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View Full Version : A quick question (or three) about the medical/police aspects of interviewing a hospital patient



Los Pollos Hermanos
04-17-2014, 03:53 AM
Again, I'd pretty please appreciate some assistance for one of the US-based sections of my story.

Setting: Small(ish) town on the NV/CA border.

Situation: A female character has been attacked and undergone emergency surgery the previous evening. Her condition is now stable in the local hospital's medical-surgical unit. A local detective needs to interview her about what she remembers and permission has been granted by the doctor in charge of the unit (bwt - would this be the "chief physician" - or is there another term?). The patient's husband - who is unconnected to the crime - is in law enforcement, but is being kept away from the case due to there being a conflict of interests (much to his resentment).

Question(s):
1). Would a nurse also be present in the patient's room to assess how well the patient was coping with the interview?
2). Would the patient's husband be allowed to be present for the interview in a being-supportive-to-his-wife capacity, so long as he didn't attempt to become involved in the questioning side of things?
3). Would there be a time limit imposed on the detective as to the length of the interview?

Anything else pertinent to this scenario would also be appreciated.

Big thanks in advance,

LPH.

MDSchafer
04-17-2014, 04:17 PM
Just because I see you're in England, is that also where your story is set?

jeffo
04-17-2014, 04:46 PM
If she is stable and not in intensive care, pretty much anything goes these days in hospital rooms. Depending on the attitude of the small-town, the power in the room could be with the nurse, the doctor, or the police, whatever works for your story. In other words, if you need the doctor to push the detective out, that's perfectly reasonable. At the same time, if you need the detective to threaten the nurse with arrest for interferening with his questioning, that happens, too. These days, in the US, the idea of a doctor throwing a police officer out of, well, anywhere, really only occurs in the movies.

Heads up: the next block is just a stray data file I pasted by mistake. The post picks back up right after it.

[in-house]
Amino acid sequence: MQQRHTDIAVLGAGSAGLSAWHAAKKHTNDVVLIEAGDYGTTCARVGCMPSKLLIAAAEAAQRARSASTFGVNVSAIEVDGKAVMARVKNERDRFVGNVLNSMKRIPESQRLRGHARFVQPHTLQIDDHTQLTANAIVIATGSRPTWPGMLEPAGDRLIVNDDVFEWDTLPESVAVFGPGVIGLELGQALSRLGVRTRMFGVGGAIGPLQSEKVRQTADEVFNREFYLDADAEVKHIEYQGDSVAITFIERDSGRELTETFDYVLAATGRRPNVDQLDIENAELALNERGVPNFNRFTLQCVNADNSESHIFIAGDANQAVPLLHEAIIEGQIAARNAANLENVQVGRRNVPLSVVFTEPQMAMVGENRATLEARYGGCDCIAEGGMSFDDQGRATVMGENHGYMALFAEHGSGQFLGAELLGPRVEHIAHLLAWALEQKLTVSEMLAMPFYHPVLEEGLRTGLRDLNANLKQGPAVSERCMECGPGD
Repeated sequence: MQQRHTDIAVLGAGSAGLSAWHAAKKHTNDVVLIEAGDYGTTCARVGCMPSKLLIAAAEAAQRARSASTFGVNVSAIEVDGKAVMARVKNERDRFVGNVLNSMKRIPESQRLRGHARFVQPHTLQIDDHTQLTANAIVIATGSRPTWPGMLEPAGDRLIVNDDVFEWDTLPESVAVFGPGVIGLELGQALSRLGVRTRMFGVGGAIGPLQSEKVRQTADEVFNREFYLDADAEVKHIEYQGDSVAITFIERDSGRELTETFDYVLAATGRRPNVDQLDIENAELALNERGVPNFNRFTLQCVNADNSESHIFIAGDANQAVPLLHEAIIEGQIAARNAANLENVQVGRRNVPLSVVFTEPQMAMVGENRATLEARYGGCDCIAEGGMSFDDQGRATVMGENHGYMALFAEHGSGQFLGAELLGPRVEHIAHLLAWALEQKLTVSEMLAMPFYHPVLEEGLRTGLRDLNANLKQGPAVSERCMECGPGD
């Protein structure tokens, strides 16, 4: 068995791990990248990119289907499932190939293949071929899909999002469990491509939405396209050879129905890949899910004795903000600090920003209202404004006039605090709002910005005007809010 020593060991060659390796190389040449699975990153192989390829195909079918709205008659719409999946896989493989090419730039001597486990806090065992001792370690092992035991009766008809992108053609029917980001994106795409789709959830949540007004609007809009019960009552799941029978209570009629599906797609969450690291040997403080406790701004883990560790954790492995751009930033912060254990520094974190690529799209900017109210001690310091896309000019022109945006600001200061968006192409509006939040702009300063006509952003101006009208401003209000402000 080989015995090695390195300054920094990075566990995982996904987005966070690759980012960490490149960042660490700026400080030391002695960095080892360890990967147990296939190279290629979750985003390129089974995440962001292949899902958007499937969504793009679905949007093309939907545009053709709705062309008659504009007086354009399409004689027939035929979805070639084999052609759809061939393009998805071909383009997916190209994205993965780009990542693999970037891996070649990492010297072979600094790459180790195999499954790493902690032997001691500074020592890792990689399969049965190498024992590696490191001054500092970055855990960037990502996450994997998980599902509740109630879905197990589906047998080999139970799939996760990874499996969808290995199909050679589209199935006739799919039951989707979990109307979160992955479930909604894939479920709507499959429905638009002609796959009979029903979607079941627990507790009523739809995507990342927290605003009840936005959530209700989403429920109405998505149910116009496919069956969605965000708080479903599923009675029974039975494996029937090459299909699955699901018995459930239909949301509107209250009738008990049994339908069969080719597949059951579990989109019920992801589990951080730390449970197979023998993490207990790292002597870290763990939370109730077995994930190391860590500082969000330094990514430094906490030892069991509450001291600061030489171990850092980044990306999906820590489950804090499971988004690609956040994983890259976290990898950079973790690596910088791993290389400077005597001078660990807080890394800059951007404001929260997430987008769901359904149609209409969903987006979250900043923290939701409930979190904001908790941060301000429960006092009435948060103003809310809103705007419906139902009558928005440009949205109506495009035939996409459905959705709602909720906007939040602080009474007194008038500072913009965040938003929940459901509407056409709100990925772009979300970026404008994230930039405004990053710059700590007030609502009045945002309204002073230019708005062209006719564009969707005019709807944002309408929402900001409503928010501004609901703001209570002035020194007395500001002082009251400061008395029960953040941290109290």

Los Pollos Hermanos
04-17-2014, 05:41 PM
Many thanks for the replies!

Some of the story takes place in NW England, the rest is split between various parts of the US (Denver/Colorado, Tahoe/Reno and suburban Los Angeles being the main three places, with a dash of NYC thrown in for good measure). England is too small, overpopulated, cold and damp for those sections of the story and I enjoy carrying out accurate location-based research. ;) This part takes place in the (stunningly beautiful) Tahoe area.

I've got the first part of the scene provisionally written where there's just the detective interviewing her, with the nurse sat in the backround keeping an eye on the patient (this works nicely, and there's no friction between the nurse and the detective). However, the patient wants her husband beside her, and this is where I don't know how to play it.

Her husband is in law enforcement (it's a complicated situation, but I've had it "approved" by my contact at FBI HQ) but can't be involved in the investigation for both personal and professional reasons.

As I see it, there's two options:
1). He's not allowed in, and his wife gets really distressed.
2). He's allowed in, on the condition he holds her hand and keeps his mouth shut.

I'd personally prefer the latter, and he's the type who would begrudgingly co-operate with such an order. However, based on him being a "cop" and the complicated situation I previously referred to, would it be more likely for the detective to order him to keep out during the interview, given the complexities of the case?

Cheers,

LPH.

jeffo
04-17-2014, 06:10 PM
Could the detective order him out of the room? Sure. Is there a legal basis for that in the US? Not really. Spousal protections are very, very strong in the US legal system. He would absolutely have the right to be in that room. Of course, the detective could easily tell him to keep his mouth shut and it would be entirely believable, IMO.

sheadakota
04-17-2014, 06:40 PM
if she is in med surg, yes the police can interview her, yes the husband can be there. it would not be the UNIT's doctor, the police would go through, it would be HER doctor- there is no unit doctor.

and as said, she's stable, so yeah they don't need permission, but they would need to go through hospital administration to smooth it over and make nice with the hospital. they might also need the patient's permission- not sure about that one though. the hospital might set up the interview in a conference room so they have privacy. they would take her in a wheelchair and all that.